...
...
...
...

1.5
1.3

...

1.2

0.31
0.28
0.20
0.44
0.38
0.27
0.27
0.19
1.0
0.55
0.99
0.55

0.52
0.047
0.036
0.064
0,045
0.045
0.19
0,090
0.23

...

0.17

0.034

0.031
0.063
0.042
0.38
0.27
0.44
0.30
0.28
0.011
0.019
0.012
0.12
0.11
0.20
0.17
0.078
0.75
0.50

0.81
0.45
0.44
0.42

600
680

...
500
...

1550
480

...

...
...
...

...
1600

...
...
...
...

1500

...
...
...

1600

...
...
...
...
...

1500

...
...

1500

...

...
...
...
...
...
...

1400

...
...
...
...

1650

...

...
(Cmkked)

spectral sensitivity of the phototube


is thus taken into account. The evaluation of absolute intensities or of
quantum efficiencies ( 5 ) is beyond the
scope of the present application. The
listing of the corrected intensities relative to carbazole provides some idea
of the sensitivity of the technique in
qualitative identification. Because of
the many variables involved (slit combinations] photomultiplier settings,
excitation wavelengths, etc.) the listed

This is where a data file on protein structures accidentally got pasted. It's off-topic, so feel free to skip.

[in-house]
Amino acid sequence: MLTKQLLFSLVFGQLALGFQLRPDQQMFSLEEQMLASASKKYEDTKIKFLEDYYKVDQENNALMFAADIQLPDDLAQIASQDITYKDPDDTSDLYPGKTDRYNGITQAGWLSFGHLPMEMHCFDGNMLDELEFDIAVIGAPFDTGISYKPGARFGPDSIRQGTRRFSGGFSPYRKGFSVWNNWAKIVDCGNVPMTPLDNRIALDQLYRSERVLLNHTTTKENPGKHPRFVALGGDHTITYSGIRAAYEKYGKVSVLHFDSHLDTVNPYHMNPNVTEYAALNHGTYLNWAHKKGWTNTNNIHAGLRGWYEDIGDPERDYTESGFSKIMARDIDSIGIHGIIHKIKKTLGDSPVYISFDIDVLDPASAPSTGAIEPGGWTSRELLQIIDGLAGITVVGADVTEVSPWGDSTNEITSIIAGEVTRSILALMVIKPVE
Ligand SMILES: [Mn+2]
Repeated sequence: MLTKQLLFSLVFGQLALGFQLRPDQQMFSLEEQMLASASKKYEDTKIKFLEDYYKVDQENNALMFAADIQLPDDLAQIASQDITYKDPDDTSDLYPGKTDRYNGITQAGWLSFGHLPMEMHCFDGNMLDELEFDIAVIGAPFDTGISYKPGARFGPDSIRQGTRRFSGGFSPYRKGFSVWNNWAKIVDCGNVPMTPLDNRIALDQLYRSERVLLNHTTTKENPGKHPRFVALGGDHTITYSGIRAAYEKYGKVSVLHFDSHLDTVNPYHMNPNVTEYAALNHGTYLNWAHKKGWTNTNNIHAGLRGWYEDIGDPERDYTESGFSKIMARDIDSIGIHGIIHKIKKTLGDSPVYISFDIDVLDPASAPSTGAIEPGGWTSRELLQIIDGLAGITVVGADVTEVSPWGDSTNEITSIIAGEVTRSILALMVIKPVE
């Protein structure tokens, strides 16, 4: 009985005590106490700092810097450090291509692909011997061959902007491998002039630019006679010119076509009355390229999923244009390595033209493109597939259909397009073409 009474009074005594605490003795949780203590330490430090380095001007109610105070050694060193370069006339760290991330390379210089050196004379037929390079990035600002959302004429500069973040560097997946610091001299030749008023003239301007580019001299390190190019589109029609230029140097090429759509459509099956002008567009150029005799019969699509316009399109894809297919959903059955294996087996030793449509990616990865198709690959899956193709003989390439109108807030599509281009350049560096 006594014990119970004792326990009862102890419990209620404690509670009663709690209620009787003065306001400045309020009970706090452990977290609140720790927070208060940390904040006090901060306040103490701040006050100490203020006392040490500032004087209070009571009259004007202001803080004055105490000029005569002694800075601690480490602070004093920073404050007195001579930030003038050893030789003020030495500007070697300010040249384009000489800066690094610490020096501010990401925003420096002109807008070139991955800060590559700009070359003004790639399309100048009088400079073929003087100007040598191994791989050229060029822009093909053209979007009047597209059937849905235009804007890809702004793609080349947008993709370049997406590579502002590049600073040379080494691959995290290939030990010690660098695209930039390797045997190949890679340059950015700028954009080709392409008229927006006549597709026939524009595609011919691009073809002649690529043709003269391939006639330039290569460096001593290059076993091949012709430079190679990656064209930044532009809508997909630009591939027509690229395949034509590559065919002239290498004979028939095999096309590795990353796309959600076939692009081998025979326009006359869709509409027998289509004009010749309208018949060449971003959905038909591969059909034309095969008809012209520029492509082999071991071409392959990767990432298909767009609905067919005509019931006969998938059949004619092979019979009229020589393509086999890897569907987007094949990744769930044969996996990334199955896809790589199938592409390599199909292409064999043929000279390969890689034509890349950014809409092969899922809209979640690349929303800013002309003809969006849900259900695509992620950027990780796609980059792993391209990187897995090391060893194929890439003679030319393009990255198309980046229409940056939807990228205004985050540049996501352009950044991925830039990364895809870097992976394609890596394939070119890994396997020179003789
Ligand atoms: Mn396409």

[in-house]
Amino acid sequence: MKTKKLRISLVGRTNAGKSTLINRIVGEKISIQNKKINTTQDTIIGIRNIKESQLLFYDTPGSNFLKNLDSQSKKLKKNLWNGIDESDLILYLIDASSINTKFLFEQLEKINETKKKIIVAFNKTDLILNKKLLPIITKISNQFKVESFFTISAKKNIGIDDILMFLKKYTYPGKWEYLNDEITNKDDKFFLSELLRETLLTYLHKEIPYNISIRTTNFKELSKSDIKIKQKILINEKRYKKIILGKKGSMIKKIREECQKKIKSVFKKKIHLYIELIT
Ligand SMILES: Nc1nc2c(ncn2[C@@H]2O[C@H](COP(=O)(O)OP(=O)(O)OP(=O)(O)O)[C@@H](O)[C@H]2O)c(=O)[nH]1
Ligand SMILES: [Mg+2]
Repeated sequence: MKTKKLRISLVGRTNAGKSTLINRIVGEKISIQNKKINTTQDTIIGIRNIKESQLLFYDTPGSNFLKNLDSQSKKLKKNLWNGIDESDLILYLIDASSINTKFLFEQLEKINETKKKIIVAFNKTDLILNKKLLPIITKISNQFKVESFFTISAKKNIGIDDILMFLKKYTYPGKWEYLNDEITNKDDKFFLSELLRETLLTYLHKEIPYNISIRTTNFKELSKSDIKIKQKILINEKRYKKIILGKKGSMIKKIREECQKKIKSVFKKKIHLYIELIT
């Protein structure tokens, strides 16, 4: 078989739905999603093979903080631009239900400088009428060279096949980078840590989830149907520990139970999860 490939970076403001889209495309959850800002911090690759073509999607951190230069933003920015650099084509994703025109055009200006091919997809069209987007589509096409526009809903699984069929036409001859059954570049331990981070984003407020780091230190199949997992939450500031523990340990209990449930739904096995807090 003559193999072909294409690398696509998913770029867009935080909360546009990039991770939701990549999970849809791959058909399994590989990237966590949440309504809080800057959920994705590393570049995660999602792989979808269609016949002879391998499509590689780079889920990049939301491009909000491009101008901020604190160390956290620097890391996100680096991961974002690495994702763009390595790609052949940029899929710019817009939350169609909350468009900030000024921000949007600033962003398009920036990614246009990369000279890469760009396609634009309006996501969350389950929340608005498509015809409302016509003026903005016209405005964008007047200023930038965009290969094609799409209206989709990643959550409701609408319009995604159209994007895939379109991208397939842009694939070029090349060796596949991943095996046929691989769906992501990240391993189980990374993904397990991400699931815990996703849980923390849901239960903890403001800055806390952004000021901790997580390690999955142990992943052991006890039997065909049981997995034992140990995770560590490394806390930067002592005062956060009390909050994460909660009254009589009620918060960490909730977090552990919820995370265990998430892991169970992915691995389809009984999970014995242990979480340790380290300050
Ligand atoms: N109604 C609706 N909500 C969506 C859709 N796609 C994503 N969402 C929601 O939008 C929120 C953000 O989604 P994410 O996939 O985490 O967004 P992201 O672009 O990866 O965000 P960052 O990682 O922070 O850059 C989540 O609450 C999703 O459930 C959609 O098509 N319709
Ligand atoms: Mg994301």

data should not be used for quantitative
calculations.
Relative phosphorescence intensities
were more difficult to evaluate because
of slight variations related to positioning
of the small sample tube in the quartz
Dewar flask.
;ilso, since phosphorescence intensities are much lower
than fluorescence intensities] spectra
were obtained a t high concentrations
which may have produced concentration
quenching effects.
However, some
approximate relative phosphorescence
intensities were calculated as shown in
Table 111. Again, as with fluorescence,
the intensity data correspond to a
single set of experimental conditions
(at 1 mg./ml.) relative to the intensity
for carbazole. Band positions for
excitation are also included. The same
limiting factors as discussed under
fluorescence intensities apply to the
phosphorescence data in Table 111.
Values of the half life for phosphorescence are presented in Table IV. Most
values were determined by manual
rotation of the shutter. For very short
half lives the shutter was rotated a t an
appropriate speed by the shutter motor.
Some information on the luminescence
of complex compounds of carbon,
hydrogen, and sulfur or nitrogen has